Exceptional Circumstances

Courts are extremely hesitant to consider a judicial review application while an administrative process is ongoing. Such applications will generally be dismissed or stayed as premature to allow the existing proceedings to be completed. In addition to not delaying administrative justice, awaiting the outcome below enables the Court to have a full evidentiary record and to understand the thinking of the administrative body. In addition, the application will sometimes become moot as the original concern may no longer matter by the time the administrative process is complete.

However, Courts will hear a judicial review in “exceptional circumstances”. The criteria for what constitute exceptional circumstances are rarely defined. The decision of Lamarche v British Columbia (Securities Commission), 2024 BCSC 1137 (CanLII), provides some assistance. There an individual facing proceedings for unregistered trading brought a civil action for a declaration that a summons to a third party (Shaw communications) was unconstitutional and violated his privacy rights, in part because they might result in disclosure of solicitor and client communications.

The Court held that the civil action (just like an application for judicial review) could be premature as the underlying administrative proceedings were ongoing. The fact that constitutional issues were raised was not, by itself, exceptional. Otherwise, the prematurity principle could be circumvented simply by including a constitutional argument in pleadings. The Court discussed the criteria for whether exceptional circumstances are present.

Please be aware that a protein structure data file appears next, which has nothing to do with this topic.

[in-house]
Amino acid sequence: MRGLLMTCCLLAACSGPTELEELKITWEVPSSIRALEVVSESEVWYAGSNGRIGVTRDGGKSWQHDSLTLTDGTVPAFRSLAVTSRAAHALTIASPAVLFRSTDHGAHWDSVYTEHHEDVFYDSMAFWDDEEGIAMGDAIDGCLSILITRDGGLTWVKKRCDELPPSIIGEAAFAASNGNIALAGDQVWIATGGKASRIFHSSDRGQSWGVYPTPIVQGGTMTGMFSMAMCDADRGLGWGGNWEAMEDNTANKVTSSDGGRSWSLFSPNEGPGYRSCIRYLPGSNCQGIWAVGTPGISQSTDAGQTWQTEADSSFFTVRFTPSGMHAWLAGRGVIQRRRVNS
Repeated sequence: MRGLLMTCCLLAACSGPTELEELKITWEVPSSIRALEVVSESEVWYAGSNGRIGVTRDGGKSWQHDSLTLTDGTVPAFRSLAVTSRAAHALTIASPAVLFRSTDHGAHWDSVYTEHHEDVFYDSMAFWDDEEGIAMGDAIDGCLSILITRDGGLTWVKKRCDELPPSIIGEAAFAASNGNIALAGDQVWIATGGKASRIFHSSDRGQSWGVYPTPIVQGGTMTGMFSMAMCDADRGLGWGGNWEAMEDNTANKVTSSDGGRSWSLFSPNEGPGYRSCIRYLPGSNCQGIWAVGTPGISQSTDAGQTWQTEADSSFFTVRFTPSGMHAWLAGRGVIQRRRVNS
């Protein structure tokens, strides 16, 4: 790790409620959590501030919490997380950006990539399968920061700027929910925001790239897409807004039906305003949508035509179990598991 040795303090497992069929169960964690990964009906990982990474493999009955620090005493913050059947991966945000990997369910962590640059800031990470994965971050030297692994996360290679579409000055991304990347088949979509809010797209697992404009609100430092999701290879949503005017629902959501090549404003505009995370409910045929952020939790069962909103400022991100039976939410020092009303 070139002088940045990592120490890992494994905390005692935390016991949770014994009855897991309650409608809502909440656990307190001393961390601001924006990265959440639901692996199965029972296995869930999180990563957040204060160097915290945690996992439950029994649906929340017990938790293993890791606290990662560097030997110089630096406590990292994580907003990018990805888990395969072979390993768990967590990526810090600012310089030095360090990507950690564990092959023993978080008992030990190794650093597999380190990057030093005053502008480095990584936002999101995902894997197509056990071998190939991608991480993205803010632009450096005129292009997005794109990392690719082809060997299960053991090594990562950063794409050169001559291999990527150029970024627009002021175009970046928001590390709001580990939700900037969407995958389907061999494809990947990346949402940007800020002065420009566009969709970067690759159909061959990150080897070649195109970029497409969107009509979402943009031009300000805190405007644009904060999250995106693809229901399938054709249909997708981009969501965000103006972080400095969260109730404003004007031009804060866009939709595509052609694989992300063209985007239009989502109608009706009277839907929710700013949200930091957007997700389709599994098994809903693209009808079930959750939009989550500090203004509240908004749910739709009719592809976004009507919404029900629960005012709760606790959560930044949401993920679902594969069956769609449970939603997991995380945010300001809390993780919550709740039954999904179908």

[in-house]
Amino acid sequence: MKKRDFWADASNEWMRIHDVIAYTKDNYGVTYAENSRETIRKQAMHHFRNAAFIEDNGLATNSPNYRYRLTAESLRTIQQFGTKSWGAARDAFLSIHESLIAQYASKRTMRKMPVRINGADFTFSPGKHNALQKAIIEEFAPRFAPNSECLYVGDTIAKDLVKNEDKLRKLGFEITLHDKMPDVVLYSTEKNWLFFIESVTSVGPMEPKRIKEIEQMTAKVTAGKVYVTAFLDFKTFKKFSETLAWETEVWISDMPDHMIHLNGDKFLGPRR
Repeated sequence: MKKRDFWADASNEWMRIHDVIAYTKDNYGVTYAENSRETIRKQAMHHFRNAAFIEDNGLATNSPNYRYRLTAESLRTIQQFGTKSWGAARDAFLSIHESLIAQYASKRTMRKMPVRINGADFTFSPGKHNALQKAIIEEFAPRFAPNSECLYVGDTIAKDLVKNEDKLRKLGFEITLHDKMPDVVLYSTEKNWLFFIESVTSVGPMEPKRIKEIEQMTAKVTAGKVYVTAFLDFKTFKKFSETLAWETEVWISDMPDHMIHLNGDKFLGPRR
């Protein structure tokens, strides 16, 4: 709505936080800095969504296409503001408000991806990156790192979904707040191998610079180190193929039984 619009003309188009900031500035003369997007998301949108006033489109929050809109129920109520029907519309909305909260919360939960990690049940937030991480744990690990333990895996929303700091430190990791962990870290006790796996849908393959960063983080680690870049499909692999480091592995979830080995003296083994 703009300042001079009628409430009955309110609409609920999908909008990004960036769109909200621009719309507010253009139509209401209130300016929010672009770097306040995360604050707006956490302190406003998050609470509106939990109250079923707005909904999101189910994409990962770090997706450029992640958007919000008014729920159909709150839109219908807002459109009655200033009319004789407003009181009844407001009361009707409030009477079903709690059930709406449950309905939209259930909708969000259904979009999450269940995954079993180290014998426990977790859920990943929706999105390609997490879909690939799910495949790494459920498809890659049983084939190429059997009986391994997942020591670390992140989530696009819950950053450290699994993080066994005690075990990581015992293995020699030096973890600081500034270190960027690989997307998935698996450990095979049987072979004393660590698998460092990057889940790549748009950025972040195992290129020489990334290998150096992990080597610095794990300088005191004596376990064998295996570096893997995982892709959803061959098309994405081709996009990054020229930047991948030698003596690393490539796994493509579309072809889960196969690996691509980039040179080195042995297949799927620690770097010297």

1. Statutory Context. The more specialized the tribunal and the greater its scope to deal with legal issues within its own process, the more likely a challenge will be seen premature.
  2. Strength of the Case. The Court noted that the applicant had a strong case in that the communications had already been obtained without protocols in place to protect privileged information. However, the communications had not yet been accessed by the regulator and the applicant could still raise the issue with the regulator.
  3. Fragmentation of Proceedings. The Court accepted the regulator’s assertion that the action constitutes a pre-emptive collateral attack and would lead to a multiplicity of proceedings.
  4. Waste of Resources and Delay. The Court said that: “The continuance of a separate process focused on the same or similar issues in this Court would constitute a waste of judicial resources.”
  5. Hardship or Prejudice. The administrative body could deal effectively with the concern. The fact that it would not be able to issue a formal declaration of unconstitutionality of the underlying provision did not create significant prejudice to the individual.

The Court stayed the proceeding. This decision might assist regulators which raise prematurity arguments when registrants attempt to challenge administrative proceedings that have not yet been completed.

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